Biggins Family
Photo:1782 inscription on stone at archway at the beginning of Ballyglass Rd.

1782 inscription on stone at archway at the beginning of Ballyglass Rd.

From Biggins Family website

Photo:Family members outside Biggins Pub Bowgate Street, Ballinrobe

Family members outside Biggins Pub Bowgate Street, Ballinrobe

From Biggins website

Photo:Biggins family rugby player

Biggins family rugby player


Photo:Caste iron plaque of Gerald Cuff 1720 in Biggins Bar

Caste iron plaque of Gerald Cuff 1720 in Biggins Bar

Averil Staunton

Biggins Bar

Ballinrobe Branch

By Averil Staunton

A comprehensive article on the Biggin’s Family caught my eye recently.   In it Peter Biggins from the US writes:

Biggins name

“As children growing up with Irish Catholics in the Chicago area in the 1950s, we were never quite sure we were one of them.   My Dad said we were Irish, but the name Biggins just did not sound Irish compared with Murphy, Kelly, O'Connor, Maguire, etc.  When you told people your name, they would ask how to spell it, or say it sounded English.  

Through my whole life, I only met one Biggins who wasn't a relative: John Biggins, an executive with the Elgin Watch Company, whom I caddied for around 1953 when he was a guest at Indian Hill Club in Winnetka".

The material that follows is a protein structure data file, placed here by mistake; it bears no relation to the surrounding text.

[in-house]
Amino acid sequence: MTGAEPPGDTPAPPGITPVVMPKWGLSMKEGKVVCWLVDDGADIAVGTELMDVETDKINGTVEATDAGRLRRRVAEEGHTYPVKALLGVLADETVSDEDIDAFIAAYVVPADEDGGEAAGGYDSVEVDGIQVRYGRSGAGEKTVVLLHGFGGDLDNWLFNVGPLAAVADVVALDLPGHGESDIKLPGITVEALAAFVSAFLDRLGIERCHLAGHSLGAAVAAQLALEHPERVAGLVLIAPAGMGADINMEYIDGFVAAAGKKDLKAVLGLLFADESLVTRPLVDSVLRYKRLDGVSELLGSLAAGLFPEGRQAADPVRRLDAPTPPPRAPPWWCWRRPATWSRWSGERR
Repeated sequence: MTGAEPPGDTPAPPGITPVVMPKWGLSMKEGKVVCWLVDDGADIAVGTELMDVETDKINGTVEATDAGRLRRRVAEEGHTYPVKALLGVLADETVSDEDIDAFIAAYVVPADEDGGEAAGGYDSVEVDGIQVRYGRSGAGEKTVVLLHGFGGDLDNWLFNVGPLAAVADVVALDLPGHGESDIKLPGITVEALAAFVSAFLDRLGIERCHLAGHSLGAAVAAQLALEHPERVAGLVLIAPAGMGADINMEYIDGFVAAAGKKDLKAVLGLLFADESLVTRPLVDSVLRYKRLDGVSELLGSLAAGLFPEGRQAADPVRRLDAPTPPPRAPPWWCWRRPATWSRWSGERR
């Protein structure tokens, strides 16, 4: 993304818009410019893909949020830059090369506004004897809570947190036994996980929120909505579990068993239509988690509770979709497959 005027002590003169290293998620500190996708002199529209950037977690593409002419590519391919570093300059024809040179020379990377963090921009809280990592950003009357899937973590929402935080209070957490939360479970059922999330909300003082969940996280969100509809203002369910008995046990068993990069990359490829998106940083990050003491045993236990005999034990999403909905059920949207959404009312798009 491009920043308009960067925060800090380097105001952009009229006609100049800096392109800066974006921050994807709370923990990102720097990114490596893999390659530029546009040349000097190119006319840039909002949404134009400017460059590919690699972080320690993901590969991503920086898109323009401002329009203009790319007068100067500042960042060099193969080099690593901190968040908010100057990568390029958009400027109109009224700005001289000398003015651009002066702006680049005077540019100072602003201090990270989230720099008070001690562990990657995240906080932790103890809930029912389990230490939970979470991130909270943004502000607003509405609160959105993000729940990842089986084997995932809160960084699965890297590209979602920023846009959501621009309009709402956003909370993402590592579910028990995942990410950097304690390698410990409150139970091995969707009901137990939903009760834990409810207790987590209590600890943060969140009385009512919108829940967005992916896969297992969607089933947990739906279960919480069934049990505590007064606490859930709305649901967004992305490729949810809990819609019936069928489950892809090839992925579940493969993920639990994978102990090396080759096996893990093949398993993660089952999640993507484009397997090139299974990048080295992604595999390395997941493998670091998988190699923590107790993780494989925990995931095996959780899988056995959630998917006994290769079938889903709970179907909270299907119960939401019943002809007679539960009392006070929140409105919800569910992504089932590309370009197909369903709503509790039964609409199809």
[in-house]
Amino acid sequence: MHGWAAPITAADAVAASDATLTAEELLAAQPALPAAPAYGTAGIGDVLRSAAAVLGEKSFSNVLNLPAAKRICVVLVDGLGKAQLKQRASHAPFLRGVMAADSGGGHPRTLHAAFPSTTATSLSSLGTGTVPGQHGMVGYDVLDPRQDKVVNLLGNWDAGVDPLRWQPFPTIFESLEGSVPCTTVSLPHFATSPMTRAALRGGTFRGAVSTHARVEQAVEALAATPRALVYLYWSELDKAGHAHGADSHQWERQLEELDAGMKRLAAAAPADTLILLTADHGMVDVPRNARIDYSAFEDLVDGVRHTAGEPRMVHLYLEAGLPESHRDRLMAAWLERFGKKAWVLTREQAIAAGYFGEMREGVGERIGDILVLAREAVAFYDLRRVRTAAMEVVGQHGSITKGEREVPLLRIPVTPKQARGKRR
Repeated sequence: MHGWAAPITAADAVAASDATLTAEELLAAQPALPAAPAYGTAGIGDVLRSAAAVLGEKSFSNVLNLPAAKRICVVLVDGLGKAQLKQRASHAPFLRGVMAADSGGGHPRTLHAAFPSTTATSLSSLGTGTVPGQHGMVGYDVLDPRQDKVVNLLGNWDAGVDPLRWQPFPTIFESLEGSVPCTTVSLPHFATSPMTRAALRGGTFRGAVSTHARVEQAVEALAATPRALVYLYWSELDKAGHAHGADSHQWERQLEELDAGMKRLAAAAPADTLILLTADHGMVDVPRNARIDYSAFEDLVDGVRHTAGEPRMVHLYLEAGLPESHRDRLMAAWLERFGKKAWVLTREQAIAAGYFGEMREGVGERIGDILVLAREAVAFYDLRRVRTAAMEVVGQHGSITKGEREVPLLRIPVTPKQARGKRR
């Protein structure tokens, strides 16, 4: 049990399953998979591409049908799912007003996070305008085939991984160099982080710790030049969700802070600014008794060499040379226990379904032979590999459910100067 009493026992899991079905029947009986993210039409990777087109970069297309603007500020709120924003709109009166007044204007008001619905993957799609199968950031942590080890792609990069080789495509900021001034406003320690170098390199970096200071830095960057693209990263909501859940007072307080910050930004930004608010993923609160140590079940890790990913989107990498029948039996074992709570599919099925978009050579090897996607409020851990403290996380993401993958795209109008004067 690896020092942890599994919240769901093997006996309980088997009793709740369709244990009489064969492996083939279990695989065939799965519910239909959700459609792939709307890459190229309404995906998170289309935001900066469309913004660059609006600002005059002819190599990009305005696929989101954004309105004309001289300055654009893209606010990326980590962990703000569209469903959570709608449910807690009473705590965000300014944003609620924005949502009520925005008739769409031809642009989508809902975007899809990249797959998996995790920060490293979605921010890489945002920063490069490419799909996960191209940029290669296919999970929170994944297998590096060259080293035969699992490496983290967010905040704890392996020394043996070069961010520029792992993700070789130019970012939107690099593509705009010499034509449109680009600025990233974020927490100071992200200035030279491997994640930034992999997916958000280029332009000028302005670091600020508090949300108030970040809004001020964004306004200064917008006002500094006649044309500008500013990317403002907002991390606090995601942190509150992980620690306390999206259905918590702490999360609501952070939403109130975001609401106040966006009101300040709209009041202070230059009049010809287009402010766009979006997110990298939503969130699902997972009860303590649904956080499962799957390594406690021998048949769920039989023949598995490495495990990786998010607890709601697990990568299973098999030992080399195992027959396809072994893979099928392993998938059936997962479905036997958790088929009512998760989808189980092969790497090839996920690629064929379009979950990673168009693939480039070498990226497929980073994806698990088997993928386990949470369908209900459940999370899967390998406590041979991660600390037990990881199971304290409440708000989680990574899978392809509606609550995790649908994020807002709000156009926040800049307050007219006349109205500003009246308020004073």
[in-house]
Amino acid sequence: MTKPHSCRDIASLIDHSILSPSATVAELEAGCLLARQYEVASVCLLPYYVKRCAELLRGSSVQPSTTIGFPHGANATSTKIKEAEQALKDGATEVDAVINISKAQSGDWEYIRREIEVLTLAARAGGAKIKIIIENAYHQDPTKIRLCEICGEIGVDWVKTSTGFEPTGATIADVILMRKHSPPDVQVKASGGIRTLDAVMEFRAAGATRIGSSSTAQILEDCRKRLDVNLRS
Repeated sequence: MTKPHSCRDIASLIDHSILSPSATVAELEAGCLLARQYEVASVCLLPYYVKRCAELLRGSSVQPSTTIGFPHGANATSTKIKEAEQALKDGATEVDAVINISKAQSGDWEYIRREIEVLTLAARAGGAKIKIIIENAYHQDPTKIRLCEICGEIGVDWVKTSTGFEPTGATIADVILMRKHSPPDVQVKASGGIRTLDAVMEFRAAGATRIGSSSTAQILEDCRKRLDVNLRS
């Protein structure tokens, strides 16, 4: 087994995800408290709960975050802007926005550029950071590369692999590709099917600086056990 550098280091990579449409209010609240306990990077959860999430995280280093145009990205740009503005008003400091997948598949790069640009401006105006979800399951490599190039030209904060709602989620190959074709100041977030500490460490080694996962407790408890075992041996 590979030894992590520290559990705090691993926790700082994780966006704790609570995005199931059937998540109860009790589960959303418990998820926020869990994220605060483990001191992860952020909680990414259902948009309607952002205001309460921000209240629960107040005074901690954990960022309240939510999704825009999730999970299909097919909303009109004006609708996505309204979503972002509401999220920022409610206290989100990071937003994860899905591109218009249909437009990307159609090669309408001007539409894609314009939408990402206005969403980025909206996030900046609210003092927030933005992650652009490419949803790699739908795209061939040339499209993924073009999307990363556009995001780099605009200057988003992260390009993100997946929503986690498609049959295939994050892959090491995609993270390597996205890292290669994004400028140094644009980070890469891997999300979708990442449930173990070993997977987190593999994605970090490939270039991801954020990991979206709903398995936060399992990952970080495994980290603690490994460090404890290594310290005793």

Name in family Bible

In 2002, Peter retired and got hooked on genealogy. “The first eye-opener was my great, great grandfather's first name in the family Bible--Patrick. That sounded real Irish.  I found books in the library by MacLysaght and Woulfe that not only listed the name Biggins but, said it came from the Irish word beag which, ironically, means small.

The U.S. census of 1850 said Patrick's wife was Bridget and the two of them were from Ireland.  I found two other Biggins families living across the road from Patrick and Bridget.  An 1890 biography for one of them said they were from County Monaghan but did not mention Patrick. One of their descendants, Cathi Biggins, said the name was not Biggins originally. My cousin Dan Biggins said we came from County Mayo.”……………

2006 Trip

Peter goes on, after extensive research, to say:

“Research prior to my 2006 trip to Ballinrobe indicated that there was a Biggins Bar in Ballinrobe. The existence of this establishment was a major reason for selecting Ballinrobe as a base for Biggins family research. Biggins Bar is on Bowgate Street, which is an informal section at the south end of Main Street. The first night I went to Biggins Bar and introduced himself to John Biggins, the proprietor. I also met a first cousin of John Biggins, known as John Joe Biggins, who had returned not long ago from working in Dublin at The Stephen’s Green Hibernian Club founded in 1840 by Daniel O'Connell and others….

I did research at Biggins Bar every night for six nights, enjoying a couple pints of Guinness each night. I was able to verify what my brother Bill had always told him, that Guinness tastes best in Ireland. Bill had travelled to Co. Mayo following his discharge from the Navy during the Viet Nam conflict.

Biggins Bar

"Biggins Bar is a favourite place to purchase flies for fly fishing. John's father Sean was an avid fly fisherman.  After his father's death in a car accident in 2003, John established the Sean Biggins Memorial Cup for the best Ballinrobe angler in the annual World Cup Trout Fly Angling Championship at Lough Mask, a few miles west of Ballinrobe".   Peter continues…..

Oldest Bar